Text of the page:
How can you help?
It can be very difficult to know what to do when someone you care about is distressed and unwell. You don't need to be an expert to help though, and below are some tips on what you can do.
Get informed. There is a lot of information on mental health problems. Organizations like Mind, Rethink, NHS choices and Carers UK are good places to start getting information for yourself so you understand more about what may be happening. Links are included at the end of this section for you to start accessing information.
Talk. It is always OK to ask how someone is. Even if people don't want to talk about it, they may appreciate you asking. Spending time with people can be helpful too, as many people who are ill report that others start to avoid them. Being around shows you care, and can help you understand what is going on. However, it is really helpful to keep as much normality as you can, so don't make all your conversations about their mental health.
Offer help. When people are anxious or depressed, they may struggle to do normal day-to-day activities or ask for help. Look for things you can offer to do, like helping with shopping, giving lifts to appointments, or even going for a walk together. For many people who haven't had psychological help before, going to a first appointment can be very scary and they may appreciate support with this.
Listen. People generally feel better when they can talk about what is bothering them.You don't have to solve their problems - in fact, for many people, this will stop them wanting to talk about their problems. Telling people to cheer up or get themselves together is never helpful.
Remember yourself. You can only help people if you look after yourself. You may have to say no to things in order to do that. Make sure you are eating and sleeping well and not overstretching yourself, and that you have people to support you too. Some organisations have online forums where carers can support each other. If you do seek online support, do remember safety rules online and don't give identifying information about yourself or your loved one.
Anyone from a health service who works with a client is bound by confidentiality rules. This is necessary to keep people's information private. In therapy, this helps people open up and share sensitive information that they may not discuss otherwise. For friends or family members, this can be very frustrating, as you may wish to know what is happening, but are unable to get information. This section explores confidentiality rules and your options.
The law says that someone has to keep your information confidential if:
The information is private,
Other people don't already know the information,
You want it to be kept private,
The professional(s) know this.
This means that your conversations with doctors, nurses, solicitors, advisers and other professionals such as therapists will be confidential.
NHS staff have to follow the NHS Code of Practice on Confidentiality. You can read more at Data Security and Information Governance. The professional accrediting bodies for counsellors and psychotherapists also have their own rules on this in their ethical frameworks, which you can see at:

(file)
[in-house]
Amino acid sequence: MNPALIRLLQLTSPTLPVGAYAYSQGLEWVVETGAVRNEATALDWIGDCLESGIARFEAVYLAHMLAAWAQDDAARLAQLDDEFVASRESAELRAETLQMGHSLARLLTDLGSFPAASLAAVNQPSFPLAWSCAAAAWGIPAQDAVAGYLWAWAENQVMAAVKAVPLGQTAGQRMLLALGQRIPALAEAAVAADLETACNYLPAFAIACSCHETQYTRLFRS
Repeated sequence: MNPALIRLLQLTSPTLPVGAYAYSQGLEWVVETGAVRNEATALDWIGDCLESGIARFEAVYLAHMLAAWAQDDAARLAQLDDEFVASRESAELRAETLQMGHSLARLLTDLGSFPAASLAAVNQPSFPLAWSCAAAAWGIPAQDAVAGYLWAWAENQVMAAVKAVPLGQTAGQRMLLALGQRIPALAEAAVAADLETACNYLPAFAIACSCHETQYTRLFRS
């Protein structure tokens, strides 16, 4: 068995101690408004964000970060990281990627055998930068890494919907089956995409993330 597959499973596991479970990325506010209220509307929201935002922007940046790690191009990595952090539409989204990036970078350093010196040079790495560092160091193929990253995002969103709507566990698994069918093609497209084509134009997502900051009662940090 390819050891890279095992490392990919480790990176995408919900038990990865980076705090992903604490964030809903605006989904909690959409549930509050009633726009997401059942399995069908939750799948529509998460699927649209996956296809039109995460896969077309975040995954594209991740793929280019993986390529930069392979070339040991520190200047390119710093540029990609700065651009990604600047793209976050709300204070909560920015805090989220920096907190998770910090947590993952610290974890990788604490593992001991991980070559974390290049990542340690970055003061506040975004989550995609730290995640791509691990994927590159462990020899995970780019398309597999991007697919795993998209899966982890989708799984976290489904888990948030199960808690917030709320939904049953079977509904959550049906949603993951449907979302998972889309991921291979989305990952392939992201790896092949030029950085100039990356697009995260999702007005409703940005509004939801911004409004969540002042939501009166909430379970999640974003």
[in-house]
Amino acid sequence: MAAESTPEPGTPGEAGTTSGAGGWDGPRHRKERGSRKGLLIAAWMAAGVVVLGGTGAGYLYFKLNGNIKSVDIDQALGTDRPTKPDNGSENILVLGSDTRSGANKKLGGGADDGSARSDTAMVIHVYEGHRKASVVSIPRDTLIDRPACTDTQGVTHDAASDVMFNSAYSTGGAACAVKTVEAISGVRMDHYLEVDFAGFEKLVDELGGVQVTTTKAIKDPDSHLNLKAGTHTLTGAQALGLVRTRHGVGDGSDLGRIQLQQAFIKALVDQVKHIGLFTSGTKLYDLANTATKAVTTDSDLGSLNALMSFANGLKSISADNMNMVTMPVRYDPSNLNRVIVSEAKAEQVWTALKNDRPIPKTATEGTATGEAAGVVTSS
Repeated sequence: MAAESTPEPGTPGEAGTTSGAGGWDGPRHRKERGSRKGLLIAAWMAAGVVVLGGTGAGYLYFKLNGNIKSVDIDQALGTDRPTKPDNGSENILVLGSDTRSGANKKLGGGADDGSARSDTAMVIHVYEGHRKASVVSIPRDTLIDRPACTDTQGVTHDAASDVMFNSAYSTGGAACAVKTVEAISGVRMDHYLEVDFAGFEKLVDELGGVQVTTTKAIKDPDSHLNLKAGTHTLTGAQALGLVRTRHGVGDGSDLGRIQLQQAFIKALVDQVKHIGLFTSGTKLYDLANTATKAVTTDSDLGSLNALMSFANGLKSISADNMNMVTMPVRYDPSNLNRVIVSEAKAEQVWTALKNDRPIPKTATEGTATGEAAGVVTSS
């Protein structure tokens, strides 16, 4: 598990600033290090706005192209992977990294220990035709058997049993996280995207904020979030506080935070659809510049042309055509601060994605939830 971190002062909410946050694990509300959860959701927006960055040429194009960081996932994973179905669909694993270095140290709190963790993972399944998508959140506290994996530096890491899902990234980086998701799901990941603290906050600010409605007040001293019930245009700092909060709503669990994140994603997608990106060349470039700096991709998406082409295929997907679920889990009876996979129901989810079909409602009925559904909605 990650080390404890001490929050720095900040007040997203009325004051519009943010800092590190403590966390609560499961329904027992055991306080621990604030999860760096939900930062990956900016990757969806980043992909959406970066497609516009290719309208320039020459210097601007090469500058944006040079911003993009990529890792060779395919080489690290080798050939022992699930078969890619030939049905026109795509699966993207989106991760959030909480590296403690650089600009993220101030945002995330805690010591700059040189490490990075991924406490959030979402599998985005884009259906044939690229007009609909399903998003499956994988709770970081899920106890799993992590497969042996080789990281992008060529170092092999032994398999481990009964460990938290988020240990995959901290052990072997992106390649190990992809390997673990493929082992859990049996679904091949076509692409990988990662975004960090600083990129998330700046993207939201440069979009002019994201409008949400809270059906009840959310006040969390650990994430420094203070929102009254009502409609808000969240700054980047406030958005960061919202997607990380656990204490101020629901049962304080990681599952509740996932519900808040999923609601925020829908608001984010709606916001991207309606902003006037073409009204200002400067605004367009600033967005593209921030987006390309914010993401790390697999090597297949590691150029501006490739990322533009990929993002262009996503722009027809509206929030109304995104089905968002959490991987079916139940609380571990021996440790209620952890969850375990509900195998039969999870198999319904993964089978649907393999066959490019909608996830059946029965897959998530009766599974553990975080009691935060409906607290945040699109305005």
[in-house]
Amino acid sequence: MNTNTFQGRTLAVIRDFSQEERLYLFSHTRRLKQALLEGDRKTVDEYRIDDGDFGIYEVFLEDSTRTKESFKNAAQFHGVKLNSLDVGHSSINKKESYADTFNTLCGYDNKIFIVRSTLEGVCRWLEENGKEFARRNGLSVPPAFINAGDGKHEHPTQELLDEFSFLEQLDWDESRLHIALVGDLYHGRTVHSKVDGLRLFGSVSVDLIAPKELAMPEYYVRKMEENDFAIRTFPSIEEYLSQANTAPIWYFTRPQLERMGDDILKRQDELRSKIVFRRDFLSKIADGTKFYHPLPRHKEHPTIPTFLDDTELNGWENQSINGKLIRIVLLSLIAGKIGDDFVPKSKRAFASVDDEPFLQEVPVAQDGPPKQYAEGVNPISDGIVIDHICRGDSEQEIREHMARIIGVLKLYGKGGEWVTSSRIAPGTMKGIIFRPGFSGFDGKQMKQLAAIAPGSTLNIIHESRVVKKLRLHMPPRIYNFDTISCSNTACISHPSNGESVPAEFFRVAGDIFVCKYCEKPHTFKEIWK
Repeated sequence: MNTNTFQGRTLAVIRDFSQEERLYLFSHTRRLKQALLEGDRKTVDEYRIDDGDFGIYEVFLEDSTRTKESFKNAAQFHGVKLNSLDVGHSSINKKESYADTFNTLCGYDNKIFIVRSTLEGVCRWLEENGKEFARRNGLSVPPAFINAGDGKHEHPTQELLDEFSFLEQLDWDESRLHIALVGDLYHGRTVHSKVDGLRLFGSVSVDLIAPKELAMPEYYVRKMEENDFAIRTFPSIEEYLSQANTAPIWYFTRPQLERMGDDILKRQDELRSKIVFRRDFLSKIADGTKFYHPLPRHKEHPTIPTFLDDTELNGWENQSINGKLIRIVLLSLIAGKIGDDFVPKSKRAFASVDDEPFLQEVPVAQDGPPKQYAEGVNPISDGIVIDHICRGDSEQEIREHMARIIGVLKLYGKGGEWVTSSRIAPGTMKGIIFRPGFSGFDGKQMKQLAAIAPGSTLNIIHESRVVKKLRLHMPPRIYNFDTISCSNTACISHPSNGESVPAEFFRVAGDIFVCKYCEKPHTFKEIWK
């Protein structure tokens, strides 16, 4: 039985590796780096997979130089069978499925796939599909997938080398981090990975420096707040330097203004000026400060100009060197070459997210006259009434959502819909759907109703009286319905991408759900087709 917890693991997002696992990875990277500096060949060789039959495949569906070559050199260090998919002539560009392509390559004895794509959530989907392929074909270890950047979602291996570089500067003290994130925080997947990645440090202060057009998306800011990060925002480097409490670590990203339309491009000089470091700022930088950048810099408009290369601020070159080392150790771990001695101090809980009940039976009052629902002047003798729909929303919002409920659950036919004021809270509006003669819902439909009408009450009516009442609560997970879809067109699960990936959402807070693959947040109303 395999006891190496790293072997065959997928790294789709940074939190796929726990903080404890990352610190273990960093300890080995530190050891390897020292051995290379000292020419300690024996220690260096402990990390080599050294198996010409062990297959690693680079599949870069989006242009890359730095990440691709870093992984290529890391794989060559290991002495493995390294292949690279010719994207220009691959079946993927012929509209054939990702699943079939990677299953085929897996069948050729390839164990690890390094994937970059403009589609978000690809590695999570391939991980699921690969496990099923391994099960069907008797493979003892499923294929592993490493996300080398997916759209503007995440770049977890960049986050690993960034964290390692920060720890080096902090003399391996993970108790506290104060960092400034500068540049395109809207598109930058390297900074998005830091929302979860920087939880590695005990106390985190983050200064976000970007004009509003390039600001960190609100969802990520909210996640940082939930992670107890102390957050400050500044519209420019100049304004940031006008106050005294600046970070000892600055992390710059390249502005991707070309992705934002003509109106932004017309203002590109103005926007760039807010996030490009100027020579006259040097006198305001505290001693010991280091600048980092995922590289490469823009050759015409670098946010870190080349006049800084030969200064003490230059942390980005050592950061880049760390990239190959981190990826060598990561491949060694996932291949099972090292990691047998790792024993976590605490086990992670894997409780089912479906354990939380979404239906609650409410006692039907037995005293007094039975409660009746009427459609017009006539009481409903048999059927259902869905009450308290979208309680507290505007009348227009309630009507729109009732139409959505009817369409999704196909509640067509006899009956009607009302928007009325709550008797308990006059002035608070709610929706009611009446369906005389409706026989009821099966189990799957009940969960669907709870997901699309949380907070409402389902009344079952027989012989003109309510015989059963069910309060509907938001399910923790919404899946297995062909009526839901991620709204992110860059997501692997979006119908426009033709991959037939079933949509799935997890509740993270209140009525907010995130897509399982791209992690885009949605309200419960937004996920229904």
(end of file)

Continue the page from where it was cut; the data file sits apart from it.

Sharing information with consent
If your friend or family member wants you to be able to give or get information about their care, they can talk to us about this. They will be asked for consent to share information, which the service will make a note of. A service must usually ask you before they share information. The client can limit what information is shared, so may request that no information is given, or only some information. For example, they may be happy for us to confirm they are having treatment, but not give details of treatment and care needs.
Most therapists will be happy to have a friend or family member to come along to a session to give or get more information, but will want to discuss this privately with their client first.
Sharing information without consent
Breaking confidentiality is a serious issue and healthcare professionals will only share information without consent if there is a risk of serious harm to or from the client or there is a risk of a serious crime. If someone tells us that they are going to kill themselves or someone else, we could decide to share this information with someone, or contact the police. Where possible, we will get consent to share information, even in these circumstances, but only if it is safe for the therapist to do so.
In certain circumstances, personal information may be shared if this is for the public good. For example, all NHS staff are required to report people at risk of radicalisation. Personal information can also be shared if this is required by law, so, for example, a court could order us to release your notes.
Knowing how to support people with problems can be very stressful. Having some information about what may be going on, and how you can help, can really help. The following links will take you to information that you may find useful.